Pastor Tim Smith: The gift that keeps on giving
- Credit: Archant
Have you got all your Christmas present shopping sorted yet?
A friend of mine begins getting her seasonal gifts in January, whereas I’m more used to the last-minute rush and panic that’s unique to Christmas Eve.
According to toy industry experts, the must-have toys on children’s present lists this year include Star Wars Baby Yoda, the LEGO Gingerbread House, and Gotta Go Flamingo – a purple bird called Sherbet that comes with its own toilet!
When I think way back to my own childhood, one of the earliest presents I remember getting excited about when I was around five years old was a game called KerPlunk.
A ‘tantalising game of nerve and skill’ was the description of it on the box, although as I recall, the object of the game was simply making sure I ended up with less marbles in my tray than my brother!
A couple of years later the toy I really wanted, and got, was called Crossfire. But on Christmas Day my Uncle John seemed to get more enjoyment out of it than me because when we played ‘winner stays on’ he ended the day undefeated.
Of course, the pleasure I got from those games, although real, didn’t last. I’ve still got KerPlunk, but it has sat in our loft gathering dust for years; Crossfire was thrown out a long time ago.
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Back in the early 1920s the Victor Talking Machine Company in America were a key manufacturer of early gramophones, and to emphasise the durability of their product they coined the advertising slogan, ‘The Gift That Keeps on Giving’.
There aren’t many presents that would earn that title today, in our disposable consumer culture.
Most of the stuff I will receive this Christmas I imagine will be read or eaten by the end of January, except for the brown socks!
But the giving and receiving that takes place at every yuletide remains a tangible reminder that at the heart of the Biblical story of Christmas is a gift that Christians believe has long-lasting value and a life-enhancing impact.
In perhaps the most well-known verse in the Bible, John 3:16, Jesus reminds us that as the ultimate expression of his love for ordinary people, God gave us all he could: “For God loved the world so much that he gave his one and only Son, so that everyone who believes in him will not perish but have eternal life.”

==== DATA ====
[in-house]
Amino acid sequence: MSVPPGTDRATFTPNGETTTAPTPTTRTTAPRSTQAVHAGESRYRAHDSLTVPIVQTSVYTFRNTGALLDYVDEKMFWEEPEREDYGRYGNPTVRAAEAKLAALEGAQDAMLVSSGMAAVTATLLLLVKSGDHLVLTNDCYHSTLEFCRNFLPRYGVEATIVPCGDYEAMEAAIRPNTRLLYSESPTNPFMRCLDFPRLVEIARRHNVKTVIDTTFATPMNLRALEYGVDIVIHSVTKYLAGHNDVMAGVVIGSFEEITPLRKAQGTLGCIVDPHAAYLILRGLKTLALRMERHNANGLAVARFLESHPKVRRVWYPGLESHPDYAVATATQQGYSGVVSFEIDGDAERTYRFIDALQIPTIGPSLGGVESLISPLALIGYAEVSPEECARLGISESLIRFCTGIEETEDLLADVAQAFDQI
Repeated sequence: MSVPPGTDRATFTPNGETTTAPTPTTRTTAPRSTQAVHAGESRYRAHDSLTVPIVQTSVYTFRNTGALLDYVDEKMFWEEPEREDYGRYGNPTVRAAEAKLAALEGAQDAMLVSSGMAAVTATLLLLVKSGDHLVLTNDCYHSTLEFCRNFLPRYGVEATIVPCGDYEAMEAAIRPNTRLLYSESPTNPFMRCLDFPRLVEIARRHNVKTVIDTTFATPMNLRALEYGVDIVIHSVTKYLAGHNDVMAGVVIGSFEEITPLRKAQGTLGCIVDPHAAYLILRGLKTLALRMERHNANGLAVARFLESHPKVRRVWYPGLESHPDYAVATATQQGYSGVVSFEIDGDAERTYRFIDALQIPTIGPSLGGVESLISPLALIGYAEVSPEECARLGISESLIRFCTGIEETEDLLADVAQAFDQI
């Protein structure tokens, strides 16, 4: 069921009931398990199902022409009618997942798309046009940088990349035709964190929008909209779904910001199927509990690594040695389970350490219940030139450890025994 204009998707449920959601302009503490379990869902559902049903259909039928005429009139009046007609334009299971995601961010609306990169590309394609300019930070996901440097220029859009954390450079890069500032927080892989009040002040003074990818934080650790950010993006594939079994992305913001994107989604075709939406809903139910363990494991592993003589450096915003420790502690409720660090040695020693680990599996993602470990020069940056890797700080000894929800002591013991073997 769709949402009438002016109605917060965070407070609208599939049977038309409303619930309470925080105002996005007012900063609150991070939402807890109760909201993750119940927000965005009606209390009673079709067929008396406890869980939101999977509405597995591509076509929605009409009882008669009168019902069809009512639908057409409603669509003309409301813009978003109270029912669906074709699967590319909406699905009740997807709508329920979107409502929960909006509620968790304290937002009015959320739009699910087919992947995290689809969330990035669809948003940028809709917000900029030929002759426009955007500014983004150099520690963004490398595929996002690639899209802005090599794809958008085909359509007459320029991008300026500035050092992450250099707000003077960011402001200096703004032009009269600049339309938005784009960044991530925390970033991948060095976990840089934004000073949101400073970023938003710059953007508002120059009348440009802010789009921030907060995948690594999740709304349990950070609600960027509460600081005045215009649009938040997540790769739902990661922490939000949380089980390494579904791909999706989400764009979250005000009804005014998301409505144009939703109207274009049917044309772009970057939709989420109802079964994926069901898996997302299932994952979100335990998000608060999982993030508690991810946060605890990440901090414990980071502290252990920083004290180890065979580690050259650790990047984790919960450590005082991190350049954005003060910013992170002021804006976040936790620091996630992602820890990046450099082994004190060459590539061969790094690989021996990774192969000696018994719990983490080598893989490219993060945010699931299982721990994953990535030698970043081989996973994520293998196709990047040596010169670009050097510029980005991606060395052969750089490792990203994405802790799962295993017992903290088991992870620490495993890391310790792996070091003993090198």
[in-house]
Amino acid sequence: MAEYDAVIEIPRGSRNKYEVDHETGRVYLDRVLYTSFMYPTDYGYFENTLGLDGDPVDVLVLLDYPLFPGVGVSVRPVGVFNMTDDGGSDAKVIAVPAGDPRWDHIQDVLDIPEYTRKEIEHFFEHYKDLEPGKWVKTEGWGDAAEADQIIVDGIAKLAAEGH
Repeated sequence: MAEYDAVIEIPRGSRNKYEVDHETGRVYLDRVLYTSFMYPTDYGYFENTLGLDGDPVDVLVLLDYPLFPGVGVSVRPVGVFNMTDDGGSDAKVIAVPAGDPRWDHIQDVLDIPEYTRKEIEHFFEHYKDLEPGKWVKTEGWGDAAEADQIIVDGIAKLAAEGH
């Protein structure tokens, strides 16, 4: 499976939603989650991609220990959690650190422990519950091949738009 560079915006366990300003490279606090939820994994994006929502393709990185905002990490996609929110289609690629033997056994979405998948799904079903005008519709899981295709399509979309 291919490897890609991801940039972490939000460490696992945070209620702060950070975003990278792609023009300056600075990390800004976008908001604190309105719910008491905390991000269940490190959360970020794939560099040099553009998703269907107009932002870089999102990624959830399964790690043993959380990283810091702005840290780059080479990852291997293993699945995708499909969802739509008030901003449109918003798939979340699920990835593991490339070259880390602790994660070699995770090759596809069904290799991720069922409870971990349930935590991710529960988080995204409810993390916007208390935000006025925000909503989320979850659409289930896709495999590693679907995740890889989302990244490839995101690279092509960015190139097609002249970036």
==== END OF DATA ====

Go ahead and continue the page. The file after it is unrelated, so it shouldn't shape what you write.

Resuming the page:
On one occasion, according to Matthew’s gospel, a person who seemed to have all he needed for prosperous living (the Bible says he was young, rich and powerful) came and asked Jesus: “What must I do to receive eternal life?”
The same phrase that both Jesus and the rich man use – ‘eternal life’ - refers not so much to the quantity, but rather to a quality of life.
Elsewhere in the gospels, Jesus addresses this issue by telling his followers in John 10:10: “I have come that you might have life – life in all its fulness.”
The Bible would seem to suggest that there is something essential we need for our everyday lives that can’t be found anywhere else than in the person whose birth we celebrate every December 25.
The American poet Annie Johnson Flint, born on Christmas Eve 1886, experienced more than her fair share of struggles and trials, suffering for most of her years with crippling arthritis.
In her poem ‘What God Has Promised’, she writes from her own experience of all that she has received from God in the gift of his son, to enable her to face the difficulties of daily living:
God has not promised,
sun without rain, joy without sorrow, peace without pain.
God has not promised,
smooth roads and wide, swift, easy travel, needing no guide,
never a mountain rocky and steep, never a river turbid and deep.
but God has promised,
strength for the day, rest for the labour, light for the way,
grace for the trials, help from above, unfailing sympathy, undying love.